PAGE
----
Our hospital’s biennial NICU reunion was this past Sunday. While other hospitals host huge, all-inclusive festivals, ours invites only the families who had babies in the NICU for at least two weeks, within the last two years. Technically, we didn’t belong, since D was discharged at the end of July 2009. Z was performing for the kids – a volunteer gig he’s committed to in perpetuity – so we went along.
It was cold and rainy, not your average early October day. I had to battle with Daphne about her outfit. She settled on a red dress with white tights and black shoes. It was adorable and you’ll have to take my word for it because I didn’t take pictures. We were too busy chatting.
In spite of the nasty weather, there were many, many adorable toddlers running around and littler babies in strollers, spanning the range of ability. I’ve been at this game long enough to know which ones will keep navigating preemie world for years, and which ones will, as they say, catch up. There were many, many twins. This year, it hardly affected me. For one thing, you expect to see multiples at a NICU reunion. I also think of all the parents who didn’t get to bring their child to the NICU reunion, and instead got the invitation to the hospital’s memorial service the following week. We get to do both.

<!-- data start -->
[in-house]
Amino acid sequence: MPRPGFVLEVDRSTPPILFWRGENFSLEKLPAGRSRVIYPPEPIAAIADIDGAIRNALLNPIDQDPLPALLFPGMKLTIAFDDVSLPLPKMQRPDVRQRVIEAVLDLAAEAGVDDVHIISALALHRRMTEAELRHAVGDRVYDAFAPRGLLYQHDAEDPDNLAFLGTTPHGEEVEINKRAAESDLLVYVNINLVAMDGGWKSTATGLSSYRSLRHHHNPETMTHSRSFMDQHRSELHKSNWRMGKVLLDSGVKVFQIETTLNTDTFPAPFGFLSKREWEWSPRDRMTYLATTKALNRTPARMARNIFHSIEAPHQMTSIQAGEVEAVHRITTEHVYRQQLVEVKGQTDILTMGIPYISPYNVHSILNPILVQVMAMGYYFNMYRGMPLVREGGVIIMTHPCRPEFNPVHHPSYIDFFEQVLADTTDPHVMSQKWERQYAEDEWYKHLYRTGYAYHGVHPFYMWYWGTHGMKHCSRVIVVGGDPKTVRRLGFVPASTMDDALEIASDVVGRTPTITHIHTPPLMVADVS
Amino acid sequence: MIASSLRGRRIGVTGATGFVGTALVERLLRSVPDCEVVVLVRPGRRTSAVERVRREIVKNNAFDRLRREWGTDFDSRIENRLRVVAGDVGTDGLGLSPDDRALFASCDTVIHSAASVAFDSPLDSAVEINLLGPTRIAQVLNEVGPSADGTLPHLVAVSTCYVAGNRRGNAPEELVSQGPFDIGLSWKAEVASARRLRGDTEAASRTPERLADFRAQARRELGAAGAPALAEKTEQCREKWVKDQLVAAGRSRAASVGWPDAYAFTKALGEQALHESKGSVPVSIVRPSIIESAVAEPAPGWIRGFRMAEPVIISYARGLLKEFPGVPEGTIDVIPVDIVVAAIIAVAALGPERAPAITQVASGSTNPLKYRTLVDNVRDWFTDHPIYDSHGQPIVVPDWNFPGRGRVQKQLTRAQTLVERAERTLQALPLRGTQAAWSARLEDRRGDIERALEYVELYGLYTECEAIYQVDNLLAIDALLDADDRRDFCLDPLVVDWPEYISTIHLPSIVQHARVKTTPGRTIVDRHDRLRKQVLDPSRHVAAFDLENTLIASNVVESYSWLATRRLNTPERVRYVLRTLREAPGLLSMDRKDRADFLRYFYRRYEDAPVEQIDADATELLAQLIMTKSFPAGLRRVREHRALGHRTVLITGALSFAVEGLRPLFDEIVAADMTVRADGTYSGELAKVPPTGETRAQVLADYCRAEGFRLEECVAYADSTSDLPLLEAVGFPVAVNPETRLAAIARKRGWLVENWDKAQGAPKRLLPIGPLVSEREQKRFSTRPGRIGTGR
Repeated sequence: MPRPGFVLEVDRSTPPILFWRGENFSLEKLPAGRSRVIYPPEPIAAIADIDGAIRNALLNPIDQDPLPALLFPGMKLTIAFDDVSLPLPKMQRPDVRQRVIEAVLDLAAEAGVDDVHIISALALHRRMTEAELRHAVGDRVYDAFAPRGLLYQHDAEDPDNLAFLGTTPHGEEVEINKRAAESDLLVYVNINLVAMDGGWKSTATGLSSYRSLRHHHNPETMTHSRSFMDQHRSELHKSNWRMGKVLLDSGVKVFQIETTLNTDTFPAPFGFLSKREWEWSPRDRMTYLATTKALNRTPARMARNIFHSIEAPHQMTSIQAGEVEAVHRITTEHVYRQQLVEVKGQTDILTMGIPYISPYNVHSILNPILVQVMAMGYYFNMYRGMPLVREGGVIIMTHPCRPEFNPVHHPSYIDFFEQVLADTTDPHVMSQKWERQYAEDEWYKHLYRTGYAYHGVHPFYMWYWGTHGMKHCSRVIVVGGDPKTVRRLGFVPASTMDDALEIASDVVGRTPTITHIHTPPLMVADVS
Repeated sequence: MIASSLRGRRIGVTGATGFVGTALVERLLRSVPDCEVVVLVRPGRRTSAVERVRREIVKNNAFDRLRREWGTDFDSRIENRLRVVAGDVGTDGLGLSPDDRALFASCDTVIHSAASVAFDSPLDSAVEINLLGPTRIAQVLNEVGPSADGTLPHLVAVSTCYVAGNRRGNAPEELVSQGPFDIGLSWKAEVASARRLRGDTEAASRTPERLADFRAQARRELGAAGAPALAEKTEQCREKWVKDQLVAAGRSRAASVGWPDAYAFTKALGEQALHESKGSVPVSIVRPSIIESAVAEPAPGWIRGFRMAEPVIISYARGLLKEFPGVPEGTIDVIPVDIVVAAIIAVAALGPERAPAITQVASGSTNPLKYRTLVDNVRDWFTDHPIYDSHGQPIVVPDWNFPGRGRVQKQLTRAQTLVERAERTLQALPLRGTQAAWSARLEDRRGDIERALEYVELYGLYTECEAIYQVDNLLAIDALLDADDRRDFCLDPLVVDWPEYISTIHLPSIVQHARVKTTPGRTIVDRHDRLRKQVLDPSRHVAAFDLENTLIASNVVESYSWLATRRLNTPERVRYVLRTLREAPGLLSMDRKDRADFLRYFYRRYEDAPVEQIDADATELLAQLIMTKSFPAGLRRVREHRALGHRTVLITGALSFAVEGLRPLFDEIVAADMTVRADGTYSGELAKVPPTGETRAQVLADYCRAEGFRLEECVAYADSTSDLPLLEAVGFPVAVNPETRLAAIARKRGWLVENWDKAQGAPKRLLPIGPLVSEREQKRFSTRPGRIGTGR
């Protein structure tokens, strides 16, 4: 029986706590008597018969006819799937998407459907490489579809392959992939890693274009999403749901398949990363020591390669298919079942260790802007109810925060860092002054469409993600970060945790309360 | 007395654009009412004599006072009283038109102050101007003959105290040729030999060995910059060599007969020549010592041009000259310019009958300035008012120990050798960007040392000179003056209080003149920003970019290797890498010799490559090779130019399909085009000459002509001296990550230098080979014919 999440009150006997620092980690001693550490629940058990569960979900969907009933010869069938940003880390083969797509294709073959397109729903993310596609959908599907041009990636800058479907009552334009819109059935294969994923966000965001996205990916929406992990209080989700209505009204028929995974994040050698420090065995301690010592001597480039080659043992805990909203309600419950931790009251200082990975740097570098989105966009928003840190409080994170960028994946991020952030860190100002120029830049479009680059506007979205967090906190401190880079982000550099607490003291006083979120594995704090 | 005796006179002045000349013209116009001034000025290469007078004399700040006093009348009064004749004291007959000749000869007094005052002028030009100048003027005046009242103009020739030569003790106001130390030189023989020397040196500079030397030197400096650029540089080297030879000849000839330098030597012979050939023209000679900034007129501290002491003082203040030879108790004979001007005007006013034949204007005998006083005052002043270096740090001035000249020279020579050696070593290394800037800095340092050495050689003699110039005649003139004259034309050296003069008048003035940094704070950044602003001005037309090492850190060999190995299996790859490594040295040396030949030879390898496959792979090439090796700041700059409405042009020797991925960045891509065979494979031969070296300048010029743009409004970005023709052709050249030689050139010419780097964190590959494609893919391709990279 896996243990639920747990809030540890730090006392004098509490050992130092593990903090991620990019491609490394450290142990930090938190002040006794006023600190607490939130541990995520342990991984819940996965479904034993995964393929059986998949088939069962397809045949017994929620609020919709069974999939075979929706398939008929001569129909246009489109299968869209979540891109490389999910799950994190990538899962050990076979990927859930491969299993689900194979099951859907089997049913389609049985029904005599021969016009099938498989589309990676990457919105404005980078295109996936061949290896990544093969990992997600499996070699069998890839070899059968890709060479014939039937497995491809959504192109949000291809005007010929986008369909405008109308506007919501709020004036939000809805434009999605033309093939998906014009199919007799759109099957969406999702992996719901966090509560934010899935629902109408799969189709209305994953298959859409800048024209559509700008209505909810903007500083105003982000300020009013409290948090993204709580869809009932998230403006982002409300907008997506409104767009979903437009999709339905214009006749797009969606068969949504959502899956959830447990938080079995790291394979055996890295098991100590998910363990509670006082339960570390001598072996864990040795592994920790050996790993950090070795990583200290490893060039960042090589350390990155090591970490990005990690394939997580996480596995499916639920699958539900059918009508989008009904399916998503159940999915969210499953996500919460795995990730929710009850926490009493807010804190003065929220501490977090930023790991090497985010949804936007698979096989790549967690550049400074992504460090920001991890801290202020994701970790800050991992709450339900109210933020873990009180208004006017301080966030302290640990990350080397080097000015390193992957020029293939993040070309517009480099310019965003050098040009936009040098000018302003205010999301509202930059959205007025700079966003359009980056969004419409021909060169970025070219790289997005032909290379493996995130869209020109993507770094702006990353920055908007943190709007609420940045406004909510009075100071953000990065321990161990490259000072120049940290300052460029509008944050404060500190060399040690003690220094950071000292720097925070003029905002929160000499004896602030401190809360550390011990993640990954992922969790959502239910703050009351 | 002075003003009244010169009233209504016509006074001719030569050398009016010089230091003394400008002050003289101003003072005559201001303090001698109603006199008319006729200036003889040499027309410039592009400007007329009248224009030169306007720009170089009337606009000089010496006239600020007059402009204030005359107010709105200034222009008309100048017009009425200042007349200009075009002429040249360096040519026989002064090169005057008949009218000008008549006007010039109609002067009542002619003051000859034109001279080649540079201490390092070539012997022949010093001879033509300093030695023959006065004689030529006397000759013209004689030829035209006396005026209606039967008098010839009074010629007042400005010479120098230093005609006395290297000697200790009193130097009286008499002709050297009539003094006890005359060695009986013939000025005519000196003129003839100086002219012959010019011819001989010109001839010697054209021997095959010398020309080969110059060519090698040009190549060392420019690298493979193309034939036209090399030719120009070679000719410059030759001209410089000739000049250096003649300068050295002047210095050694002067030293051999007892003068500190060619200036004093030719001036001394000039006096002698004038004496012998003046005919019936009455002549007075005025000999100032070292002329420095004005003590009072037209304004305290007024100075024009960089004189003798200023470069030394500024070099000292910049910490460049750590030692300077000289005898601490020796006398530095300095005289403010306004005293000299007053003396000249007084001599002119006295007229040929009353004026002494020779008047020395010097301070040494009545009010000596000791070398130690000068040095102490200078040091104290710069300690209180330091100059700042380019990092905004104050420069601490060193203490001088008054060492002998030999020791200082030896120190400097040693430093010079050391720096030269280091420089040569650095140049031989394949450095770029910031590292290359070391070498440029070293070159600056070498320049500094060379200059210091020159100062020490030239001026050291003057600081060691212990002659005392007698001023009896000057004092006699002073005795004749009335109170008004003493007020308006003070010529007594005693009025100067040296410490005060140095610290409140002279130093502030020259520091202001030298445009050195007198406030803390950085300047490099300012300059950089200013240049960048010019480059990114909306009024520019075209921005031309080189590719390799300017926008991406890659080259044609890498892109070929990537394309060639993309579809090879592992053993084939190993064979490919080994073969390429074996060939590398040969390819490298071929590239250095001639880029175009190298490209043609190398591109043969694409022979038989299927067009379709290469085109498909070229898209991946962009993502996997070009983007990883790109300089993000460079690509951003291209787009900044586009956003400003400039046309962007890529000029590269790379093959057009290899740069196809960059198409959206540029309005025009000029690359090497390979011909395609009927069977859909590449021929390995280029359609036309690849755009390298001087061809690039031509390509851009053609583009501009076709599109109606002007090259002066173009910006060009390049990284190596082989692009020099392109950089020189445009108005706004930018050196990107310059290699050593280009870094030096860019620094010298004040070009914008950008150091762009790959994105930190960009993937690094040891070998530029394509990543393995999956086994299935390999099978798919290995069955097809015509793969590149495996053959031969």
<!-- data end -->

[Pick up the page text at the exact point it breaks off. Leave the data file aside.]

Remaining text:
Throughout the afternoon, I had one foot at each side of the “we’re so lucky/why us” line. Daphne is doing well, we’re so grateful. She enjoyed the party like only a 3-year-old can. She made a pumpkin-shaped foam picture frame, and handled all the tiny stickers by herself. She ate tuna fish with mayo and fudge brownies. She danced and made song requests. She talked about Halloween (she will be Minnie Mouse) and told friends that we just watched “The Withers of Oz” (Lucy will be Dorothy).
She was probably the only child who had special guests at the party. Her nephrologist came by to say hello, which made her really tense. Her beloved med students came too, which was incredibly nice and generous. Lucy was thrilled to meet them. They are larger than life in her mind, for some reason.
We are sort of past prematurity, and we are not. I mentioned to Nephro that we being less careful with germ exposure, but we have to be realistic. Her lungs are strong and fine. Her kidneys are not. He said “well, the more bugs she catches now, the more immunity she will have after transplant.” Nice way to look at it?
Daphne is a former preemie, but still very much a patient. She is a totally average 3-year-old who goes to school, and just last night got a birthday party invitation from a classmate. She’s also a little girl who gets blood drawn every month, and who gets a shot every night to help her grow.
It is a privilege to get a taste of both worlds, but it’s sort of exhausting too. It’s our reality.